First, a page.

Electrical engineering major named College of Engineering's fall student marshal

11/26/2019

By Sarah Small

UNIVERSITY PARK, Pa. — Alissa Smith, a Penn State senior majoring in electrical engineering and physics, has been named the College of Engineering’s student marshal for the fall 2019 commencement ceremony, which will be held on Saturday, Dec. 21.

College of Engineering student marshals are selected for their outstanding academic achievement and contributions to engineering student life. For the fall semester, only one student is selected as student marshal to represent the entire college.

During her time at Penn State, Smith held an internship with the NASA Marshall Space Flight Center, where she developed ground station software for a CubeSat satellite. She also interned at Lockheed Martin, where she designed and constructed a power distribution system for an unmanned aerial vehicle. Smith also participated in a co-op, completing four rotations in various hardware, firmware and software roles.

Smith works as a lab assistant in the course Electrical Engineering 210, and previously she worked as a learning assistant for the Physics 211 and 250 courses. She was involved in the Penn State dance company Volé, the Student Space Programs Lab (SSPL), and the Advanced Vehicle Team.

Smith’s advice on how to balance such a full schedule with two difficult majors is to think long term and to find a field that seems particularly interesting.

“If you enjoy what you’re doing, it’s going to be easier to get through all those long nights and weekends of studying and work,” she said.

Adding to the multiple jobs, extracurricular activities and difficult course load, Smith had an additional opportunity to test her mettle when she suffered a dance-related concussion during the first semester of her sophomore year.

“That was probably my toughest semester, trying to keep on track in all my classes and with my job and volunteer work,” she said.

But she continued to work diligently throughout the semester and focused on the overall objective in order to overcome the challenges of that semester.

“I think keeping the end goal in sight and knowing why I’m doing it has been important,” she said.

Of her many activities and responsibilities, Smith said that her involvement with SSPL was one of the most impactful.

“That was probably the most valuable experience of my undergraduate career, and that’s why I recommend that other students go out and get extracurriculars and lab experience,” she said. “We were working on a CubeSat satellite, and you learn so much working on a project like that. I feel like as sophomore, I had a lot of responsibility on that project. When you’re in the workplace, there is a huge team of people that builds something like that, whereas here, it’s just a couple college students trying to learn how to do it as they’re doing it. It was really enjoyable, and I learned a lot.”

Her involvement with SSPL played such a significant role in her college experience that she selected one of the club’s advisers, Sven Bilén, professor and head of the School of Engineering Design, Technology, and Professional Programs, to be her faculty escort for the commencement ceremony.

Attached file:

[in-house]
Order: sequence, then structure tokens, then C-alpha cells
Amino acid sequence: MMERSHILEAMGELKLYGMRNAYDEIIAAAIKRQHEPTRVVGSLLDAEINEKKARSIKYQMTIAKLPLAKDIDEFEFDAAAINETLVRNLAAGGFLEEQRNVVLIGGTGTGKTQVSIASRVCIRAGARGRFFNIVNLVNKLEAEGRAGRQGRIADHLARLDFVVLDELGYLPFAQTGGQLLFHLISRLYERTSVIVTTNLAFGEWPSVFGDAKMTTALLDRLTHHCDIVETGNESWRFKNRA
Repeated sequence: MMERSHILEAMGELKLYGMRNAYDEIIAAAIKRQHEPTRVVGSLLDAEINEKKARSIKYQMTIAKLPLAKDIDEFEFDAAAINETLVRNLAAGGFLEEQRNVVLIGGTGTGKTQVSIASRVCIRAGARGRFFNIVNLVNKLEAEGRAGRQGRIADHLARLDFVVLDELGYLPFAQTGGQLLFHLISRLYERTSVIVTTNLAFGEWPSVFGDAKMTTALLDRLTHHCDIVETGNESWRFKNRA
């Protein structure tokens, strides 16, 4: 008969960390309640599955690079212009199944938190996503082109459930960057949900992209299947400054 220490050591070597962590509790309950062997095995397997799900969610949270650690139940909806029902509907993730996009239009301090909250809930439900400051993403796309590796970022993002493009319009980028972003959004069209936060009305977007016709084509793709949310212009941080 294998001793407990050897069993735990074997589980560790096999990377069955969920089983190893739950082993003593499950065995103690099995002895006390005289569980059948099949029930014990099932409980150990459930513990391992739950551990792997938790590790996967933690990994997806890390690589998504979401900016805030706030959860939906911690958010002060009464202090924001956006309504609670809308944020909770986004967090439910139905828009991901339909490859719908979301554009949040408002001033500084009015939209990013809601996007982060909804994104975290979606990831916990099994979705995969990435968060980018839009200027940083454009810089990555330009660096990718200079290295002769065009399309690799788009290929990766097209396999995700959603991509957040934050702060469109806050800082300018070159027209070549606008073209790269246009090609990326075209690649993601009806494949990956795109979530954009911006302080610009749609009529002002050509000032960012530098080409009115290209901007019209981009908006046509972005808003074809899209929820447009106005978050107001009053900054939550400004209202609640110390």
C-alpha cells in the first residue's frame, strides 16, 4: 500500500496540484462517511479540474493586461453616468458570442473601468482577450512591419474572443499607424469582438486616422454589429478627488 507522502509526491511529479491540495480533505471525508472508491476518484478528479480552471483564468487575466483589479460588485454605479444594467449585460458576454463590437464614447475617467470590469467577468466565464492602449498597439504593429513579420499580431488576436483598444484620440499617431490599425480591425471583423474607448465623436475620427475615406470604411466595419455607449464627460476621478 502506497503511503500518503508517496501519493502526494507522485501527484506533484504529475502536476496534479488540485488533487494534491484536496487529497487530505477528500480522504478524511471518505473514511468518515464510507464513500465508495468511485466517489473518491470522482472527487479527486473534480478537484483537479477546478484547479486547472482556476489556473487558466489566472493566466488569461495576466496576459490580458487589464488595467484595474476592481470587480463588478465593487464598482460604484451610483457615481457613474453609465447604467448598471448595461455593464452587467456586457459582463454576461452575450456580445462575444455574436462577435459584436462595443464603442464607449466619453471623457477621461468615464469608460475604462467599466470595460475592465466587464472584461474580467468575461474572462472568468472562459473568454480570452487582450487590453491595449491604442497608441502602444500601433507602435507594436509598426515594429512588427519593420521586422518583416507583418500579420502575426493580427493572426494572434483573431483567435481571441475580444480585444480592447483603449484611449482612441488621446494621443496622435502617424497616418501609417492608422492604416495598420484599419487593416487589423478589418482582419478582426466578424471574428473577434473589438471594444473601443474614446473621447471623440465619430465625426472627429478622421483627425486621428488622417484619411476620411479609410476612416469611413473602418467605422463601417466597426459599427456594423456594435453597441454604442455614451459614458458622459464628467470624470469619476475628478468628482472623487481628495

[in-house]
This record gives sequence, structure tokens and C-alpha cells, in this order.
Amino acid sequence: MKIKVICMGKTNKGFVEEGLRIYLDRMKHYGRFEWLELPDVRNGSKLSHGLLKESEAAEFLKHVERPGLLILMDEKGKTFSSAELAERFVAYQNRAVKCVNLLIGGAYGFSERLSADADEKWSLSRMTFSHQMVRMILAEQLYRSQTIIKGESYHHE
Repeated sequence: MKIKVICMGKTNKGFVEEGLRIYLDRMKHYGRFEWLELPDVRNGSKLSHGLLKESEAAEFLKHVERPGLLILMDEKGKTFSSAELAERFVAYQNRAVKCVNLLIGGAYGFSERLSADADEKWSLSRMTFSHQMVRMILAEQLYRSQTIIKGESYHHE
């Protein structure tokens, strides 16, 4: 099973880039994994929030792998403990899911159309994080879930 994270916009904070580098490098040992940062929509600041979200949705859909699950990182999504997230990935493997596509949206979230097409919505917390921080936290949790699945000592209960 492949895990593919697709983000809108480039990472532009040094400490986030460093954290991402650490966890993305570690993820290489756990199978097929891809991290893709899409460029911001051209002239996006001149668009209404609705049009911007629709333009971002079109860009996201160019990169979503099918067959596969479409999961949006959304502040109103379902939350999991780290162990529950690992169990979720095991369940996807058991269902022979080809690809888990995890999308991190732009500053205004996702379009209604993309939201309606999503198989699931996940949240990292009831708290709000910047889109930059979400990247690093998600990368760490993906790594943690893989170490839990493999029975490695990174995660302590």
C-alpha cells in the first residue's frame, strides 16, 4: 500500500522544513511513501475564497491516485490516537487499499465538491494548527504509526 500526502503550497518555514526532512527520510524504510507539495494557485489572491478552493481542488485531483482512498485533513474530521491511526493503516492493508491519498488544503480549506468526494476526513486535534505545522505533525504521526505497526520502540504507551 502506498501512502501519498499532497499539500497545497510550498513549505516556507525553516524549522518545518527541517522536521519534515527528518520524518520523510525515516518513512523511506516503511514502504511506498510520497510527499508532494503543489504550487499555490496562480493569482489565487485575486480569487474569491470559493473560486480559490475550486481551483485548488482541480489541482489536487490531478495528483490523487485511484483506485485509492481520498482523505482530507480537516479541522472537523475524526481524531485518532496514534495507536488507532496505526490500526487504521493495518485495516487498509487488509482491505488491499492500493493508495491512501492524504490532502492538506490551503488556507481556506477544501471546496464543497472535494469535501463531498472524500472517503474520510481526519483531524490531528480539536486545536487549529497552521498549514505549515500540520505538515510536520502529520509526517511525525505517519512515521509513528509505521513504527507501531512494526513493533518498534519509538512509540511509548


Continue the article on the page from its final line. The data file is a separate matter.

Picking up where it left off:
Smith credits her involvement in SSPL to a willingness to go a little outside of her comfort zone as a first-year student.

“There are a lot of clubs on campus that you might not think are specifically related to your major, but they may be more related than you think,” she said. “My capstone course is actually a mechanical engineering course. It’s part of Penn State’s Advanced Vehicle Team. I had never heard of it, and when I did hear of it, it sounded like more of a mechanical engineering thing, but they actually need electrical engineers and computer engineers as well. I would just say anything that you hear about that you’re interested in, try it.”

Smith has been the recipient of multiple scholarships, including the William J. Madden and Ethel Harer Madden Memorial Scholarship in Engineering; the Robert C. Kieffer Memorial Scholarship in Electrical Engineering; the Donald and Nancy Devorris Scholarship in Electrical Engineering; the Bert Elsbach Scholarship in Physics; and the Lockheed Martin Scholarship. She also received the Evan Pugh Scholar Award both her junior and senior years and the President’s Freshman Award. She is a member of the Eta Kappa Nu Electrical Engineering and Computer Science Honor Society and the Sigma Pi Sigma Physics Honor Society.

 

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MEDIA CONTACT:

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mkl5024@psu.edu

 
 

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The School of Electrical Engineering and Computer Science was created in the spring of 2015 to allow greater access to courses offered by both departments for undergraduate and graduate students in exciting collaborative research in fields.

We offer B.S. degrees in electrical engineering, computer science, computer engineering and data science and graduate degrees (master's degrees and Ph.D.'s) in electrical engineering and computer science and engineering. EECS focuses on the convergence of technologies and disciplines to meet today’s industrial demands.

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